Salt takes a quick step before falling out of water

When a drop of sea spray lands on a rock and heats under the midday sun, the salt crystalizes and falls out of the evaporating water as a crystal—helping to power the Earth's atmosphere and leaving a delicious kernel of ...

Could computer games help farmers adapt to climate change?

Researchers from Sweden and Finland have developed the interactive web-based Maladaptation Game, which can be used to better understand how Nordic farmers make decisions regarding environmental changes and how they negotiate ...

Striking a balance between climate action and social equality

At a referendum held in February, residents of Freiburg im Breisgau voted in favour of building a site in their city that will combine environmental and societal targets. The plan is supported by ICLEI – Local Governments ...

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Climate encompasses the statistics of temperature, humidity, atmospheric pressure, wind, rainfall, atmospheric particle count and numerous other meteorological elements in a given region over long periods of time. Climate can be contrasted to weather, which is the present condition of these same elements over periods up to two weeks.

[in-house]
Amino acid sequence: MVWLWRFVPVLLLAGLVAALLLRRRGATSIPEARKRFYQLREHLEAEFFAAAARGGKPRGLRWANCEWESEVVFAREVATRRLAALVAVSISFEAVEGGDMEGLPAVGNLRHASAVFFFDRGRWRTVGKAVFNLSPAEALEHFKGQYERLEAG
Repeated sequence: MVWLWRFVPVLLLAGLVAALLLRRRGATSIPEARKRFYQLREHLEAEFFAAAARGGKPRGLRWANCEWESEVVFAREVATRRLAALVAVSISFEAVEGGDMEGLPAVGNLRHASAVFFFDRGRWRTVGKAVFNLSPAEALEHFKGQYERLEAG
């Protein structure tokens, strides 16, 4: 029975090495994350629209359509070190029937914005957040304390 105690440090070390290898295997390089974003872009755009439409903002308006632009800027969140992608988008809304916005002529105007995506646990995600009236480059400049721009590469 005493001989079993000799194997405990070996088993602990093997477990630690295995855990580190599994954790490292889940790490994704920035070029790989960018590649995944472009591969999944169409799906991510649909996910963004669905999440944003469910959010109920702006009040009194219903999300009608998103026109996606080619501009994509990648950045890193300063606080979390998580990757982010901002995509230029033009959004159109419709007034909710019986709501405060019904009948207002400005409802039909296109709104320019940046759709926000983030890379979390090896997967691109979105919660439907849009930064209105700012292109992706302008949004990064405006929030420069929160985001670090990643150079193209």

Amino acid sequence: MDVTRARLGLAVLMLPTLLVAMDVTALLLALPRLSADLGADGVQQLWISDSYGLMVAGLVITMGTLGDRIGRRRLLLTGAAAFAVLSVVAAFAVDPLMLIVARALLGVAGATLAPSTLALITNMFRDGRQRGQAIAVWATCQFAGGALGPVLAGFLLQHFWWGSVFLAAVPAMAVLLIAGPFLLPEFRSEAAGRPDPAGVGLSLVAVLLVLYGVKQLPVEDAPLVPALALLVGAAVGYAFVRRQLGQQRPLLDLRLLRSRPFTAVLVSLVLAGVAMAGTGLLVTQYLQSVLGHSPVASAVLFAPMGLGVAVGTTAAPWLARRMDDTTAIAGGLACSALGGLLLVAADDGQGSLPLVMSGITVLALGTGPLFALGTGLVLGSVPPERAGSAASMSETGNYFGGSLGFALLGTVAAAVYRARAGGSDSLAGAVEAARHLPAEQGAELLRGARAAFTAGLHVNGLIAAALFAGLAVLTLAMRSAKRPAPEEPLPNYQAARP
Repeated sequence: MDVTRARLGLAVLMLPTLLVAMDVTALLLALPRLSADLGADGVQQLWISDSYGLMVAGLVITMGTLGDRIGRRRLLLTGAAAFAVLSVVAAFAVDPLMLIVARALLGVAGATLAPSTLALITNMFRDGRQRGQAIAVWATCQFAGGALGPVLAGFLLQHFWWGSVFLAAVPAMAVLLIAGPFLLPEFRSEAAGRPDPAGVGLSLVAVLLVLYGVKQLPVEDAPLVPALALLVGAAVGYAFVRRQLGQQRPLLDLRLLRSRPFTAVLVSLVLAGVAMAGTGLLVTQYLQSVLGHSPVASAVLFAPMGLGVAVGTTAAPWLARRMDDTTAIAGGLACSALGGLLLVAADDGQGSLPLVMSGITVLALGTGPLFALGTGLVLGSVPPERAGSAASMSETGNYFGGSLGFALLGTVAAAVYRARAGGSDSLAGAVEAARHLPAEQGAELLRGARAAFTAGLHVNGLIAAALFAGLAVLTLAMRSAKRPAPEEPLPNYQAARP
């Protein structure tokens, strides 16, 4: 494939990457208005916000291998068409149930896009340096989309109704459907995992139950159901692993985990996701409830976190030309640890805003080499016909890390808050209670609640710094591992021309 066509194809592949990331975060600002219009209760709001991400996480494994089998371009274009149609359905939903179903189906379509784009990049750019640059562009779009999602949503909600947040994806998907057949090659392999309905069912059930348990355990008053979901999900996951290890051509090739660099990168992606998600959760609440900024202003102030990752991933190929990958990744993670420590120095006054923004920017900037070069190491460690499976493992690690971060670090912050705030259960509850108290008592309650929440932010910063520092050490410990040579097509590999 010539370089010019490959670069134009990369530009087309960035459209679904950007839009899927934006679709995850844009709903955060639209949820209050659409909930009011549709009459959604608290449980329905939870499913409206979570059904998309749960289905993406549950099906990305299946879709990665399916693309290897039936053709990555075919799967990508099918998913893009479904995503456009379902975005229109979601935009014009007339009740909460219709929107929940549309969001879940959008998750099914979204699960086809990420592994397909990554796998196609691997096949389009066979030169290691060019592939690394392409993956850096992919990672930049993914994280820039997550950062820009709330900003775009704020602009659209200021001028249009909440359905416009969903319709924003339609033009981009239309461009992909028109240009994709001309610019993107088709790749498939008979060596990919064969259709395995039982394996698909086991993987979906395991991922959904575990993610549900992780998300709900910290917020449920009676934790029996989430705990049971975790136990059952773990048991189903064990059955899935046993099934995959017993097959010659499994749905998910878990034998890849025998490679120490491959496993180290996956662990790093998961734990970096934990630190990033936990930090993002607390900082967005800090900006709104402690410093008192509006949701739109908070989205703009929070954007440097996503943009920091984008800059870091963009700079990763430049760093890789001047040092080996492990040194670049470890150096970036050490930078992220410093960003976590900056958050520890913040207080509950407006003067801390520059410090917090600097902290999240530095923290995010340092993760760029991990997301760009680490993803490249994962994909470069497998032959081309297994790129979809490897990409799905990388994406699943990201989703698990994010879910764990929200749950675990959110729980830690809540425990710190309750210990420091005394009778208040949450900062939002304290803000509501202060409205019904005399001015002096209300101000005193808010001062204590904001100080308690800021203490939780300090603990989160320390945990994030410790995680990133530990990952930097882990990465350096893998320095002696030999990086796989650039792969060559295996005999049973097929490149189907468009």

The climate of a location is affected by its latitude, terrain, altitude, ice or snow cover, as well as nearby water bodies and their currents. Climates can be classified according to the average and typical ranges of different variables, most commonly temperature and rainfall. The most commonly used classification scheme is the one originally developed by Wladimir Köppen. The Thornthwaite system, in use since 1948, incorporates evapotranspiration in addition to temperature and precipitation information and is used in studying animal species diversity and potential impacts of climate changes. The Bergeron and Spatial Synoptic Classification systems focus on the origin of air masses defining the climate for certain areas.

Paleoclimatology is the study and description of ancient climates. Since direct observations of climate are not available before the 19th century, paleoclimates are inferred from proxy variables that include non-biotic evidence such as sediments found in lake beds and ice cores, and biotic evidence such as tree rings and coral. Climate models are mathematical models of past, present and future climates.

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